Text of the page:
Where is the passion? That is one area I have heard presented as to why NASCAR is not as red hot as it once was. There was a time a few members of my family would gather for some of the big races, or any race, to cheer and sneer at our favorites. A half dozen of us were in Daytona to see Kevin Harvick claim the race in 2007. Now, we do not gather, or even speak much of the race that was, or the one coming up. Some do not even watch that much anymore. What happened to the passion?
Sadly, that lack of passion might go way beyond my family or yours. Do you remember those old “How bad have you got it” promos? Where did they go? What happened to those great commercials that featured NAPA and UPS and Allstate? Even one of those Enterprise commercials with Junior would be a welcome step back in time, and they once were the poor sisters of those classic productions. Did we all get bored with it, the fans, the sponsors, NASCAR itself and just said to hell with it?
There has been change. The cars are not what they once were. We replaced what was with the Car of Tomorrow in March of 2007 and then the Gen 6 model last season. They were supposed to be safer and less costly, but also provide even better racing. The last model looks better, but I still do not think they got a handle on improving the racing and drumming up the drama. We so often hear how track position means everything, when we want it to be the better driver with the better car with the better team that determines the outcome.
Obviously, the cars had to change. We lost Dale Earnhardt in 2001, and not a single driver since in Cup. However, without the changes, I firmly believe that would not have been the case. Sometimes change is good. Like the points system, where 43rd gets a point and first gets 43, plus one for leading, plus another for leading the most laps, and 3 more for winning. I prefer 25 for winning, but improvement is good as we seek perfection.
The Chase is good. As a traditionalist, I would prefer to reward the best team, and I am sure the 2007 New England Patriots would agree with me. The New York Giants? Probably not so much. Things happen in the playoffs. A change I would make would be to reduce the regular season to 31 races, as it has been in the past, the last time in 1998. Then, I would institute a five race playoff, inviting only the best 20 in points, all starting fresh while everyone else goes home. One to 20 points for the contenders each race, with the winner getting a 12 point bonus, with the best after five races wining the title. If nothing else, it is a proposal that should provide somebody with something to argue about. Maybe even a spark of passion.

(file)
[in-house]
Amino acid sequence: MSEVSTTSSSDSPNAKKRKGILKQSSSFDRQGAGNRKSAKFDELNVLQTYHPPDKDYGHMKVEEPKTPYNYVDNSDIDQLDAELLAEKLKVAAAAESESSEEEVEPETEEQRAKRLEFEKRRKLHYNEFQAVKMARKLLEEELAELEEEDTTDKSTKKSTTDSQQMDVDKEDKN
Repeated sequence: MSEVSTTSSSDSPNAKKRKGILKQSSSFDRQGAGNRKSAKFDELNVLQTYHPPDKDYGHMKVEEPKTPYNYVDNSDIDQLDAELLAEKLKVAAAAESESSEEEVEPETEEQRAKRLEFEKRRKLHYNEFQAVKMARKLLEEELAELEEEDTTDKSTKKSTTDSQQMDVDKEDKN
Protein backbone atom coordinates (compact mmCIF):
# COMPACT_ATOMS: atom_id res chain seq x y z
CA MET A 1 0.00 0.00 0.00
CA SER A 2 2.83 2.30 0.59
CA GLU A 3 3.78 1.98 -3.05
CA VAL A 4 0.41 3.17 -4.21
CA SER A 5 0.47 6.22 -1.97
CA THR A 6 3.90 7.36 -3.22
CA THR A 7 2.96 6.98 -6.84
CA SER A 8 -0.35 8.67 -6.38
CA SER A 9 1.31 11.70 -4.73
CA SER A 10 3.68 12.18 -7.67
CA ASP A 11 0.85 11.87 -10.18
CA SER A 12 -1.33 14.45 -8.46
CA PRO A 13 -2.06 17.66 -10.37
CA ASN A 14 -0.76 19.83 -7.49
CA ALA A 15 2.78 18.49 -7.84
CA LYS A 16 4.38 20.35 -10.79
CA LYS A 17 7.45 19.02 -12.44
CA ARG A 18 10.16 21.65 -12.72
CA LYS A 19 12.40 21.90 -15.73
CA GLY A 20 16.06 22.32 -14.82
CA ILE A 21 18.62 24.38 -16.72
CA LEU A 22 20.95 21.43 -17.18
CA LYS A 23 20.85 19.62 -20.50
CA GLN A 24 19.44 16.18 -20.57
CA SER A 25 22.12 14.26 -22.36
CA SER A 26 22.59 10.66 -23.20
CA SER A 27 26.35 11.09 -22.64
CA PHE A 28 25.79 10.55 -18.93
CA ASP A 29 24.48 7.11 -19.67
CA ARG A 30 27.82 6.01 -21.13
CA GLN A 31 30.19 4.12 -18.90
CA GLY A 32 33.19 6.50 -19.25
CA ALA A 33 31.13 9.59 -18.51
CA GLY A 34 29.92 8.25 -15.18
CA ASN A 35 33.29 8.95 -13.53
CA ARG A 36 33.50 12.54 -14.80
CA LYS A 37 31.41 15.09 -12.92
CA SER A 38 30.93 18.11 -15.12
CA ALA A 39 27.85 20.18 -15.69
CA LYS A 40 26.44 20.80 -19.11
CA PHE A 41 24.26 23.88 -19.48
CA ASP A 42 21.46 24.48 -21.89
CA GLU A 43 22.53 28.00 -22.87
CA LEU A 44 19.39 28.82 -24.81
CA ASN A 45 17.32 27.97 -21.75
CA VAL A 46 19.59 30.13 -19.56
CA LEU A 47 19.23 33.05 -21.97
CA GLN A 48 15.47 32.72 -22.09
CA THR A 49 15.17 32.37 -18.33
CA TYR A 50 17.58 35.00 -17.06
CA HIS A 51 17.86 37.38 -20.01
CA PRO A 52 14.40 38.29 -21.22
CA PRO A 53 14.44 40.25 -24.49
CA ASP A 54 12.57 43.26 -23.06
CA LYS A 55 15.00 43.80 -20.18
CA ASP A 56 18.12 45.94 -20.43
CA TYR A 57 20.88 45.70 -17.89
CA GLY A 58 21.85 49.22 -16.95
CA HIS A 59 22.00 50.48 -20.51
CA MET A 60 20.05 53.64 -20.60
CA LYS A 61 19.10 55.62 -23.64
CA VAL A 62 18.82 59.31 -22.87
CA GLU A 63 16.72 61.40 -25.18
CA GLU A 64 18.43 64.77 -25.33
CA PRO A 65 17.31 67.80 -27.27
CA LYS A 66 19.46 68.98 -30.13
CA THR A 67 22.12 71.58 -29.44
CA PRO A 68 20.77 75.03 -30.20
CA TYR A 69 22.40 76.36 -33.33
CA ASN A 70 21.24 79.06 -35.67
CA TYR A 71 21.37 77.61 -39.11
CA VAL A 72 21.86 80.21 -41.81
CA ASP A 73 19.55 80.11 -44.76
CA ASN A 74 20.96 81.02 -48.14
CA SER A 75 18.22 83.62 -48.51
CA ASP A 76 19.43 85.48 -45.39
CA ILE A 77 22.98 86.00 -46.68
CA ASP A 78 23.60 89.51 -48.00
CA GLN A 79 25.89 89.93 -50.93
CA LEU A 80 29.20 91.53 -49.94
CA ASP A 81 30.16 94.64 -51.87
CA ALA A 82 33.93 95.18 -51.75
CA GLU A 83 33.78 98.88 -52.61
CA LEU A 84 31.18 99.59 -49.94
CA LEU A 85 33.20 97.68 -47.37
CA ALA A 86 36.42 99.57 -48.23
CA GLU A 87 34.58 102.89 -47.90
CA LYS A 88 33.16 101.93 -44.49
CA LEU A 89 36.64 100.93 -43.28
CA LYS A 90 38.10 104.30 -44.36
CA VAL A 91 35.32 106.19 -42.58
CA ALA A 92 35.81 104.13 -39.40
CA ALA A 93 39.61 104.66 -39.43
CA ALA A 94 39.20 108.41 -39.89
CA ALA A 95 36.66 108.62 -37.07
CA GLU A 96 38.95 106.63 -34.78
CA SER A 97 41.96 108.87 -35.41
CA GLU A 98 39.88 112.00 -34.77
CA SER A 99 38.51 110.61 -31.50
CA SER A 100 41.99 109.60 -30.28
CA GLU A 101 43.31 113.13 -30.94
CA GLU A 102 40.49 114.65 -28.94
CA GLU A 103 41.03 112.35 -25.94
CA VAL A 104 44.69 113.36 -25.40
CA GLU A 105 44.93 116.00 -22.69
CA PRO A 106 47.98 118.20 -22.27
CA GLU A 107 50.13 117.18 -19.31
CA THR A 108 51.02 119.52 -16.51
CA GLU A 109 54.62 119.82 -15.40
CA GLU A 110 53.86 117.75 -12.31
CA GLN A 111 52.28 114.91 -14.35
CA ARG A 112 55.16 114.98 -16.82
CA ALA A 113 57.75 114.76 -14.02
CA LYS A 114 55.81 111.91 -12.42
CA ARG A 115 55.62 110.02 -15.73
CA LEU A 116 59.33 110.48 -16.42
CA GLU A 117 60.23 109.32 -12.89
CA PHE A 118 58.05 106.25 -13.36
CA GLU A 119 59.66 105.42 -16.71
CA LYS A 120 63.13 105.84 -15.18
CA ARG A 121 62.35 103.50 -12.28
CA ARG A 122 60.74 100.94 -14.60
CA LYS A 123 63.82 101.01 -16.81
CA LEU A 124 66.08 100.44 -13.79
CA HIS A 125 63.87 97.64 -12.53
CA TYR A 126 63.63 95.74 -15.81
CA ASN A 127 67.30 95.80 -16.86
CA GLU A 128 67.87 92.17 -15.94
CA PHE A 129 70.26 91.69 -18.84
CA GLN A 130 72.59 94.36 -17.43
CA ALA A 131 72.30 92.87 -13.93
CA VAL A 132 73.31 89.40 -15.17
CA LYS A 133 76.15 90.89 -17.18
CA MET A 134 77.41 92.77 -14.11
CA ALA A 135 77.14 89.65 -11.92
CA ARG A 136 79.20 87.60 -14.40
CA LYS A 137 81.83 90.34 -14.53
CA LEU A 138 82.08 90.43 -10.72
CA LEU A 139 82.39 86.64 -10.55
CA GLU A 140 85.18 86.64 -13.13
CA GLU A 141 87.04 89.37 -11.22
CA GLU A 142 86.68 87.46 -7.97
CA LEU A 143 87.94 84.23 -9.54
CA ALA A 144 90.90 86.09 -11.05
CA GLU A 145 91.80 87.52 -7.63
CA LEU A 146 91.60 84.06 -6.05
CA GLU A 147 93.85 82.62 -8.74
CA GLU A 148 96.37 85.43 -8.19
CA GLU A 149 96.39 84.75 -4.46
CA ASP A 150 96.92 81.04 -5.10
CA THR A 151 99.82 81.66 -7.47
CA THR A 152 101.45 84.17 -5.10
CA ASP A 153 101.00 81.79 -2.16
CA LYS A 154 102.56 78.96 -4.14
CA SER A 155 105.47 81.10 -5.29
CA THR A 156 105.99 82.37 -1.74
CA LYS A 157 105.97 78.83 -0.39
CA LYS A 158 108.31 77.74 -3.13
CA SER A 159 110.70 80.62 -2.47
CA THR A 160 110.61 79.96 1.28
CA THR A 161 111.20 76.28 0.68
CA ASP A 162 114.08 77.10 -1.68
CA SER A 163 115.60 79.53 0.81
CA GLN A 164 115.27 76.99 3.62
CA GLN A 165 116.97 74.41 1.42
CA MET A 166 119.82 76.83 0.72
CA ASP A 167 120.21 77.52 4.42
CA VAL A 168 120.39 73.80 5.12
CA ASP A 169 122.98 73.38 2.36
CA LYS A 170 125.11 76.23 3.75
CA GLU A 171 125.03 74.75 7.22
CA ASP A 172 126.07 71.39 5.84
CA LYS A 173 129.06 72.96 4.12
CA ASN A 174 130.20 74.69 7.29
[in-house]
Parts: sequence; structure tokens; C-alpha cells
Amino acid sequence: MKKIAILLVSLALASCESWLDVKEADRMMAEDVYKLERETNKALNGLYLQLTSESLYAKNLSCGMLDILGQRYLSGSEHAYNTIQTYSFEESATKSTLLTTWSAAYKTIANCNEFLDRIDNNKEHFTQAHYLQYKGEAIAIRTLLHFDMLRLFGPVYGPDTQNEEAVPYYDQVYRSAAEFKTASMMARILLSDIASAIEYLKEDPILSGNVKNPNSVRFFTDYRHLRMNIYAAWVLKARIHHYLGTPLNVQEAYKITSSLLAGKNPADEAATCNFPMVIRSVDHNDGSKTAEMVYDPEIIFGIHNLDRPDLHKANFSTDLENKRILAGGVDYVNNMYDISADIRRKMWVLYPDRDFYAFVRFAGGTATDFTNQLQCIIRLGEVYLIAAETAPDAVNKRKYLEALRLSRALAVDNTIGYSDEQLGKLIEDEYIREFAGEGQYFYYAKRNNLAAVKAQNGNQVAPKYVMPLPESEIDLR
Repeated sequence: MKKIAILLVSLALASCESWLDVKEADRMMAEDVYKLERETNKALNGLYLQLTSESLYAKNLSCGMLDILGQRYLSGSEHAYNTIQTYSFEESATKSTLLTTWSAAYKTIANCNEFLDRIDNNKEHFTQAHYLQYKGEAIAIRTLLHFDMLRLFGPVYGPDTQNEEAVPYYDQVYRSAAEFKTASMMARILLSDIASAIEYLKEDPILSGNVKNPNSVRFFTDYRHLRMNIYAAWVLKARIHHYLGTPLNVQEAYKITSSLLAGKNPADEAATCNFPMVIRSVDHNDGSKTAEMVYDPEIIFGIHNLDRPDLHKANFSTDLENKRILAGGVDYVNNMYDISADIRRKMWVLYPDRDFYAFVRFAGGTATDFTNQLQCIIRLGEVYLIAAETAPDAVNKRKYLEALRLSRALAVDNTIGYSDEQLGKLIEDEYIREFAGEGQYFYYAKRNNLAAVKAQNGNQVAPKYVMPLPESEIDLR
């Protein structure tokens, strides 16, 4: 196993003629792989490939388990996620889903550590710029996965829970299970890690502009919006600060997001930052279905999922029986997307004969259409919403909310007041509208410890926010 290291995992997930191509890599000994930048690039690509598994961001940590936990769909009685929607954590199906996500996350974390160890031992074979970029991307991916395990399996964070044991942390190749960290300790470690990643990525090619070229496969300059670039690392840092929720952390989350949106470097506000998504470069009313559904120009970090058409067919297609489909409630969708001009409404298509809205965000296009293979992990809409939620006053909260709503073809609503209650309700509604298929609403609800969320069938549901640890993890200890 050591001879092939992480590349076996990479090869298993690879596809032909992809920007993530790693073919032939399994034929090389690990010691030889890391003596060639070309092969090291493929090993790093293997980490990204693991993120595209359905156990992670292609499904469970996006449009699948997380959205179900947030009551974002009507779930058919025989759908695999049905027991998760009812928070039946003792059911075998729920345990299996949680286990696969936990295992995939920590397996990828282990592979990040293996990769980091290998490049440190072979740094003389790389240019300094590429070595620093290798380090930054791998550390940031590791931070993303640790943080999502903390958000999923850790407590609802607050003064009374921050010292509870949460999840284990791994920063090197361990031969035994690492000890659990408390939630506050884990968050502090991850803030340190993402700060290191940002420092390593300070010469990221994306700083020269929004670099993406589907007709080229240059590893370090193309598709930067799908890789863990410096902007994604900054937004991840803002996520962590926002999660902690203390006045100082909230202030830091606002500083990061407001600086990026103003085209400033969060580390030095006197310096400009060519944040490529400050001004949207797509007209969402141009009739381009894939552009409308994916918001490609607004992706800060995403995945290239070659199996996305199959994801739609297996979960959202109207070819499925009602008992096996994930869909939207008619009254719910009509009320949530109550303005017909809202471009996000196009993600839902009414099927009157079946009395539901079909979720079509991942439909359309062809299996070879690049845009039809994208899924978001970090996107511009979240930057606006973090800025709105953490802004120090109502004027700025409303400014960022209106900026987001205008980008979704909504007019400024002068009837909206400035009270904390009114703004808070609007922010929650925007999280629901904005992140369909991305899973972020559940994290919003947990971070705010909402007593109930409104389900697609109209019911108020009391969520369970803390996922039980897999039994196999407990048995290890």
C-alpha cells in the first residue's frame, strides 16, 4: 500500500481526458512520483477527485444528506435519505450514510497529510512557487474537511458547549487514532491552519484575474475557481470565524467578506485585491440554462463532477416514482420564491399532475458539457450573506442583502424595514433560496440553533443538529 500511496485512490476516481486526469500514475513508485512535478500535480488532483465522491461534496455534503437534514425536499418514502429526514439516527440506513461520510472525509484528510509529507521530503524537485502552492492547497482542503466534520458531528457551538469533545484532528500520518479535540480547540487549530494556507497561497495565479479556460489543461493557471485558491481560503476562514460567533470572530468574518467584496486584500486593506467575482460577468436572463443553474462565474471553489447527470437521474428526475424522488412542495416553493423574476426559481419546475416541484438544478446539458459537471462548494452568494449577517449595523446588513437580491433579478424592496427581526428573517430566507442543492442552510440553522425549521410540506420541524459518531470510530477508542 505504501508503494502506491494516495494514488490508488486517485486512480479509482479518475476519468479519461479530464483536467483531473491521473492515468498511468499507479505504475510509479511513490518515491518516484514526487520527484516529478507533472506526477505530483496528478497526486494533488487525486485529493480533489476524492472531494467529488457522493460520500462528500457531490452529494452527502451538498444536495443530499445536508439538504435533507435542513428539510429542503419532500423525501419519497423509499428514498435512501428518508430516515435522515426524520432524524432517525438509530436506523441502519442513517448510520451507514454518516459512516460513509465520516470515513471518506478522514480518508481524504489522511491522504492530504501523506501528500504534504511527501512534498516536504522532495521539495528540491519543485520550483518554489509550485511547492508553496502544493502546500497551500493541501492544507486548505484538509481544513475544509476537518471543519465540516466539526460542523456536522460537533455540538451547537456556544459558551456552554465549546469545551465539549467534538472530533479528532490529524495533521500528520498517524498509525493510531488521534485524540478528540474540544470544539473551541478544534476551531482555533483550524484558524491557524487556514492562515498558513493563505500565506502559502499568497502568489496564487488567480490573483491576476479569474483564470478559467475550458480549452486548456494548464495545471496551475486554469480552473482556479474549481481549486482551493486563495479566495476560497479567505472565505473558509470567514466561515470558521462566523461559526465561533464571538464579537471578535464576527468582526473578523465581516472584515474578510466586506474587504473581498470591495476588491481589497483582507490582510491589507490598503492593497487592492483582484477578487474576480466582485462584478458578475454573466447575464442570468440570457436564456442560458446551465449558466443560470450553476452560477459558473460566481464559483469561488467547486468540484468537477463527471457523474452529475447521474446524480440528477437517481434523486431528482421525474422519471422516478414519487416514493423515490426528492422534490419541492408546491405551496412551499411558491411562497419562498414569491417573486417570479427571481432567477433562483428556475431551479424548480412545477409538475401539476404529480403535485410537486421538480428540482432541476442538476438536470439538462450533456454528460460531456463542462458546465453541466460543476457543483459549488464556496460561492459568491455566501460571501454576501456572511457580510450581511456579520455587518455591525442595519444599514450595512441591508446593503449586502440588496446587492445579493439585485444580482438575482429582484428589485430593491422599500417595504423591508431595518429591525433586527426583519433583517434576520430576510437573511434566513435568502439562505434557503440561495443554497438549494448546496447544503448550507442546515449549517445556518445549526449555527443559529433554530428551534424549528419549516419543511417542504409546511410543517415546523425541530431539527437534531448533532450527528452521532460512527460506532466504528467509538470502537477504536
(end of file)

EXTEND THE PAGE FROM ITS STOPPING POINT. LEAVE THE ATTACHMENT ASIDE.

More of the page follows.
By the way, the good old days were not always so great. Ned Jarrett winning the 1965 Southern 500 by 14 laps might be part of NASCAR lore, but imagine the nightmare that would be today. Rookie Buren Skeen died that day, one of 28 who we lost in the top tier in the fifty years from 1952 to 2001. Thank God and some engineering we have gone more than 13 years without another such tragedy in the division.
In the end, it is up to NASCAR and its partners to return the passion. If fans can go berserk over watching a basketball game or a soccer match, surely they can present cars racing in close quarters up to and over 200 miles per hour in such a fashion that passion is rekindled. Where is the fun that was Inside Winston Cup, where three good ole boys invited us to listen to their views on the latest race, to tell their stories, to inform us, and make us laugh. Where is the successor to Ken Squier up in the broadcast booth painting a narrative of the action, almost allowing us to smell the smoke and the fuel? Where are the commercials that defied a fan to reach for the remote and not laugh at the twentieth time as the collector dumped the pieces of the 1990 Bristol car before Mikey’s wide eyes for signing? How bad did I have it? Bad enough to want it again.
Even our little experiment of bumping the win bonus from three to 25 points would fail to keep us all gaping at the tube through to Homestead without some kind of reset. For example, Brad Keselowski has the same number of wins as Jeff Gordon and Dale Earnhardt Jr, but would sit a good 80 points back. While that might be indicative as to who is running the best this season, it might leave something to be desired if Gordon or Junior are not exactly your cup of tea. A real playoff for only playoff contenders might prove to be one of the solutions we seek.
1 – Jeff Gordon – 3 Wins – 881 Points
2 – Dale Earnhardt, Jr. – 3 – 879
3 – Brad Keselowski – 3 – 799
4 – Joey Logano – 2 – 758
5 – Jimmie Johnson – 3 – 752
6 – Kevin Harvick – 2 – 731
7 – Carl Edwards – 2 – 723
8 – Matt Kenseth – 0 – 709
9 – Ryan Newman – 0 – 679
10 – Clint Bowyer – 0 – 672
11 – Greg Biffle – 0 – 660
12 – Kasey Kahne – 0 – 651
13 – Kyle Busch – 1 – 642
14 – Austin Dillon – 0 – 638
15 – Kyle Larson – 0 – 636
16 – Marcos Ambrose – 0 – 616
17 – Paul Menard – 0 – 614
18 – Denny Hamlin – 1 – 611
19 – Brian Vickers – 0 – 598
20 – Jamie McMurray – 0 – 596